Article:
Journal of Social, Behavioral, and Health Sciences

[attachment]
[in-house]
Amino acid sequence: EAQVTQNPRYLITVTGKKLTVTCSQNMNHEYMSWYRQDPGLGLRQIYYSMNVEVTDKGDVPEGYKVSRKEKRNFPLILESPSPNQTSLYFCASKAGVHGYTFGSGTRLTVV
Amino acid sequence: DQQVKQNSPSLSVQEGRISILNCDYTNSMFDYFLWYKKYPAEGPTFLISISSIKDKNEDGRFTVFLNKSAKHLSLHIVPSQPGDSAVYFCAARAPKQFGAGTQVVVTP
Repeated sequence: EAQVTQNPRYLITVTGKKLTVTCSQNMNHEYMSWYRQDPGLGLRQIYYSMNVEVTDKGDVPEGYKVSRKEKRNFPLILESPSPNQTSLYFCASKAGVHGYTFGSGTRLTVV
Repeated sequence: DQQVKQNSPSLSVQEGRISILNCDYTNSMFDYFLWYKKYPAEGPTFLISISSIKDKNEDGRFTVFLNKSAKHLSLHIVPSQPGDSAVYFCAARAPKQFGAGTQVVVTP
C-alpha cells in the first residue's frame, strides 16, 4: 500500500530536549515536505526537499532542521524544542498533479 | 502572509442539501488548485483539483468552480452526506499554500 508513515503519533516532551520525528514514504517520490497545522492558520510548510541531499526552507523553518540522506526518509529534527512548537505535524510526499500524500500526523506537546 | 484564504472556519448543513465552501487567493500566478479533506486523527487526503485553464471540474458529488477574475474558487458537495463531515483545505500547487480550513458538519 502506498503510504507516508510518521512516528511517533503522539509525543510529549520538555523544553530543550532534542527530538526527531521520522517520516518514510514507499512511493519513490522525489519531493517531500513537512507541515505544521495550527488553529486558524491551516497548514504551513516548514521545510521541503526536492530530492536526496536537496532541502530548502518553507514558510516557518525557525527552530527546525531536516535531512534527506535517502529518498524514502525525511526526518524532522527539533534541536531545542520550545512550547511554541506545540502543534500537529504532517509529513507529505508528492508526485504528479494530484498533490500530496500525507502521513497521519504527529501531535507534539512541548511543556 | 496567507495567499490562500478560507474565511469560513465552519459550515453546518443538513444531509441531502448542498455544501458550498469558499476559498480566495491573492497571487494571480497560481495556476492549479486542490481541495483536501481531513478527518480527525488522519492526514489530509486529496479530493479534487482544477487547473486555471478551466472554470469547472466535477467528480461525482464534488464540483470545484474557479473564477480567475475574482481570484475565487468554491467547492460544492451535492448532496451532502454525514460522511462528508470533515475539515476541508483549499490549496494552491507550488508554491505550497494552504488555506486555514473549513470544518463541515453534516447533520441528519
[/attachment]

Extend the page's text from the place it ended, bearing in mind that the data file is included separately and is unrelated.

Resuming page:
This qualitative interpretive study aimed to describe the experiences of 13 American Indians living in urban settings and their use of traditional healing and biomedical health services for type 2 diabetes. Urban American Indian adults living in the United States who used traditional healing and biomedical health services for type 2 diabetes were recruited for the study through purposive sampling, including snowball sampling. Thirteen participants completed semi-structured interviews. Participants reported positive experiences and barriers to traditional healing and Western biomedical services. They also discussed feelings of disorientation when diagnosed at a young age with type 2 diabetes but self-empowerment as an adult. Participants felt disconnected from their tribal community and identified inaccessibility and lack of communication as barriers to using traditional healing practices. Participants noted access and convenience to biomedicine as a reason to use it and the services provided within the system. They also identified barriers to biomedicine, such as short consultation time, costs, and lack of rapport or communication. Implications for positive social change include improving awareness and understanding of healthcare providers and educators regarding urban American Indian populations’ health needs and being able to implement better-informed health programs for them.